Hong Kong’s leader has ordered another round of compulsory Covid-19 testing for the city’s roughly 370,000 foreign domestic workers, but has withdrawn a mandatory vaccination plan after discussions with consulates.
The U-turn came as Chief Executive Carrie Lam Cheng Yuet-ngor on Tuesday said the coronavirus situation had stabilised after a fourth day of zero local infections had passed, and announced that city schools would resume face-to-face classes on a half-day basis from May 24.
Speaking ahead of her weekly Executive Council meeting, she also apologised for the chaotic arrangements experienced by residents forced into mandatory quarantine over the weekend.
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“The [helper vaccination] policy has aroused a lot of concerns, so after evaluation based on public health and taking into consideration the fact that other countries are still not asking for mandatory vaccinations ... as well as the legal risks of such a plan, the government has decided not to request mandatory vaccination when helpers renew their contracts,” she said.
She said another round of mandatory testing would be required for all domestic helpers soon, though those who had been vaccinated would be exempted. The new round of testing will start on Saturday with a screening deadline of May 30.
“It’s like we’re working in the dark when determining appropriate public health measures,” she conceded.
“We have to take precautions before any possible outbreaks, as we had found some infectious Covid-19 variants in the community. Having considered the inconvenience caused to the helpers and the employers [by the previous deadline], we have decided to extend the testing period for the second round.”
Lam said more than 340,000 helpers showed up for the recent screenings, which lasted just nine days and ended on May 9. Three of that group tested positive for Covid-19.
The decision to retest all domestic workers prompted an angry response from the Philippines’ top diplomat in Hong Kong, with Consul General Raly Tejada saying it was “illogical” that employers did not have to be screened as well.
Tejada said he was informed of the plan during a Monday meeting with labour minister Dr Law Chi-kwong.
“I questioned the necessity of another mandatory test, citing the near-perfect compliance of domestic workers to the initial mandatory test,” Tejada said.
“I said that the initial mandatory test was already a success, having caught three cases that were linked to the previous initial case and therefore traceable. I also stated that I find it illogical to not include the employers who are in the same household.”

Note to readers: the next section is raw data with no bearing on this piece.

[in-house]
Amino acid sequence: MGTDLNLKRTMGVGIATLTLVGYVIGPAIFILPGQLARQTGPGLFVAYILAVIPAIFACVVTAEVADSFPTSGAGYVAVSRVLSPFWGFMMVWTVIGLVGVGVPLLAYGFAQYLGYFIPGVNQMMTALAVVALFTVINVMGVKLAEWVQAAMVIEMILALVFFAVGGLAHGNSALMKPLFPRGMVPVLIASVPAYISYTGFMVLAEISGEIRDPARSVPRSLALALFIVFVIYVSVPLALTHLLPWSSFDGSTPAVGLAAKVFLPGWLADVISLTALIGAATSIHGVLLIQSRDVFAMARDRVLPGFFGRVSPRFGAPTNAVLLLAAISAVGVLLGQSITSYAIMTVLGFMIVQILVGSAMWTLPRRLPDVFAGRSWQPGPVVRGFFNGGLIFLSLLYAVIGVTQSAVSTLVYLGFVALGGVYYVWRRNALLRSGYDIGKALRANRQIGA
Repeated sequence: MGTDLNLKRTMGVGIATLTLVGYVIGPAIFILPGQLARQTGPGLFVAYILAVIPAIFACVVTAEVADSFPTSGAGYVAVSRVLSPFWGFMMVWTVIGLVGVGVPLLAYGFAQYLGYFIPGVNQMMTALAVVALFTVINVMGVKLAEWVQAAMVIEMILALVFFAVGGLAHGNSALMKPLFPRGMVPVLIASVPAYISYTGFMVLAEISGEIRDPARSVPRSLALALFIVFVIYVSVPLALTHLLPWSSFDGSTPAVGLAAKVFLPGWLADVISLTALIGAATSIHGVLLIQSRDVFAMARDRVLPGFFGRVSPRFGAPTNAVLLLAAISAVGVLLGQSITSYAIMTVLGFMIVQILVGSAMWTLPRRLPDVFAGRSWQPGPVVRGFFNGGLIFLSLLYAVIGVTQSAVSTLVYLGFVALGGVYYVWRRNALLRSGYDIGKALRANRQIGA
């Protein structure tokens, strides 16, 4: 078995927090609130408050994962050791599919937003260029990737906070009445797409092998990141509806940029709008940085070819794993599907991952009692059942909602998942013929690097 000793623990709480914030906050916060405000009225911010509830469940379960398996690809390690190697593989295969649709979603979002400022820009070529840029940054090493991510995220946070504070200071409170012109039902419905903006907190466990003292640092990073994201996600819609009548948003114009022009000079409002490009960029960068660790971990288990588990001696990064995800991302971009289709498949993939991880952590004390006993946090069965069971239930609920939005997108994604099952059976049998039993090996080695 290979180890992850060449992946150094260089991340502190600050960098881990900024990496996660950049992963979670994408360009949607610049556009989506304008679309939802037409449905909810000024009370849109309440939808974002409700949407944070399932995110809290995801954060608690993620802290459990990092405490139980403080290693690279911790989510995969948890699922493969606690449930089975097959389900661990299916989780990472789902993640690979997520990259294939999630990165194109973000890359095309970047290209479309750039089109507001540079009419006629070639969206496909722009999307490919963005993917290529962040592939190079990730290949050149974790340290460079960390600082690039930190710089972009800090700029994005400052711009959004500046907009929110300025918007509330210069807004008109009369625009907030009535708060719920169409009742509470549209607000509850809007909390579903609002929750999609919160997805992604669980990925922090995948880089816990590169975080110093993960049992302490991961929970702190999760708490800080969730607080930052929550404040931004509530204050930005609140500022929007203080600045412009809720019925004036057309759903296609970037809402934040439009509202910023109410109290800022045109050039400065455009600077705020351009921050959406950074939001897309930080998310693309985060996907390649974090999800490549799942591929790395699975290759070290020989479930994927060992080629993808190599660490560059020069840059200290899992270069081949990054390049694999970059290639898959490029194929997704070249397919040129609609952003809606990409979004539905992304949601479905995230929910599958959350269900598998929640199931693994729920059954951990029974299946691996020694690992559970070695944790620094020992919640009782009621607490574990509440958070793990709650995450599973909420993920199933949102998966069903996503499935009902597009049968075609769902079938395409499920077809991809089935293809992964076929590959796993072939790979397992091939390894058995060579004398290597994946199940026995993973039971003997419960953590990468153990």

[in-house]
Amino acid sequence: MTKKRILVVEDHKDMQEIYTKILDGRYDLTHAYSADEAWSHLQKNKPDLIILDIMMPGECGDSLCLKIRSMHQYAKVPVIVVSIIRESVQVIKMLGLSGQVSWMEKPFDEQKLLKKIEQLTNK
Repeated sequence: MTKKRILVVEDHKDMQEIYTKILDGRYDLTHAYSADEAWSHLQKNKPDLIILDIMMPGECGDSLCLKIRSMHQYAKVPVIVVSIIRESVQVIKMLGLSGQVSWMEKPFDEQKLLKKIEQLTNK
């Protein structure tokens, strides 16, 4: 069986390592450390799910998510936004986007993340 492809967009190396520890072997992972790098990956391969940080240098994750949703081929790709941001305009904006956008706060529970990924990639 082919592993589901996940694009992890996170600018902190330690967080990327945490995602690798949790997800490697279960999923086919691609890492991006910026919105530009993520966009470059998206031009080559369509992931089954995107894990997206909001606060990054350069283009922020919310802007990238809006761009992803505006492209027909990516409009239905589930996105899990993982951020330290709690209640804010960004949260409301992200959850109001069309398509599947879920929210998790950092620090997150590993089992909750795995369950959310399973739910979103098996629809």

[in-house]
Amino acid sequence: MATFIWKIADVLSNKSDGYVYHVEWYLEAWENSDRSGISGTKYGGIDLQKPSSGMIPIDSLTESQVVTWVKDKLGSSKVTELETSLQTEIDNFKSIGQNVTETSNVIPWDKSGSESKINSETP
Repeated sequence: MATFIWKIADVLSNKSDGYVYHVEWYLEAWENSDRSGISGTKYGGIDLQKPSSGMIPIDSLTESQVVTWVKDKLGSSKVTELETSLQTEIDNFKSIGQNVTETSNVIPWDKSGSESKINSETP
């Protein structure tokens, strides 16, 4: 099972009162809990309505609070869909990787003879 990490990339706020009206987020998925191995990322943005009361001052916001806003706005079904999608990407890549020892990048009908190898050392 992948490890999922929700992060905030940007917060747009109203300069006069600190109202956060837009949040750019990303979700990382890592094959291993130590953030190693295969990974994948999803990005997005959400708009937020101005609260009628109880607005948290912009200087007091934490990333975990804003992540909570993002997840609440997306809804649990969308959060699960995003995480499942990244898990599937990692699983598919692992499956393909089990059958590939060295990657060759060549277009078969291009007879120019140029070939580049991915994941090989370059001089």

But Law told him that screening employers as well would mean having to test about a million people, posing logistical challenges.
Tejada said he believed the second mandatory round would “not go down well with the community”.
Addressing the mandatory quarantine recently imposed on more than 2,000 city residents, Lam apologised and thanked them for their understanding, saying she understood they had faced unpleasant experiences ranging from poor food to confusion about when they could leave the government facility.
Lam on Tuesday also noted that no major outbreak had followed the discovery of more infectious Covid-19 variants in the community in mid-April, pointing to a seven-day rolling average of just 0.1 untraceable cases. Only one case, imported from Indonesia, was recorded on Tuesday.
But she said Hong Kong’s current social-distancing measures would remain in place until May 28 due to an abundance of caution, while schools would be allowed to resume face-to-face classes on a half-day basis on May 24, after the Diploma of Secondary Education (DSE) exams.
She added that the announcement was intended to give schools more time to prepare.
The withdrawal of the helper vaccination plan came a week after Lam announced that the government had decided to review the controversial proposal and conduct further discussions with stakeholders.
The government sparked an outcry on April 30 when it announced all domestic helpers would have to be vaccinated when renewing their contracts or applying for a Hong Kong work visa, with labour minister Law Chi-kwong saying it was not too much to ask as those affected could “choose not to work in Hong Kong”.
In response, Philippine Consul General Raly Tejada on Saturday argued that if domestic helpers from his country were forced to accept the new policy, it should apply to all non-resident foreign workers for the sake of fairness. Philippine foreign affairs secretary Teodoro Locsin Jnr, meanwhile, said the move “smacked of discrimination”.
Indonesia later joined the Philippines in appealing for a fairer application of anti-pandemic measures.
Separately on Tuesday, respiratory medicine specialist Dr Leung Chi-chiu said while no new mutated coronavirus variants had been recorded the past few days, the city should remain on alert for the next two weeks given that the virus could still be incubating in the community.
“Having these [variant] cases in the community brings many troubles ... If we’re unlucky, it could lead to a continuous spread or even a large outbreak,” he said.
Additional reporting by Kanis Leung
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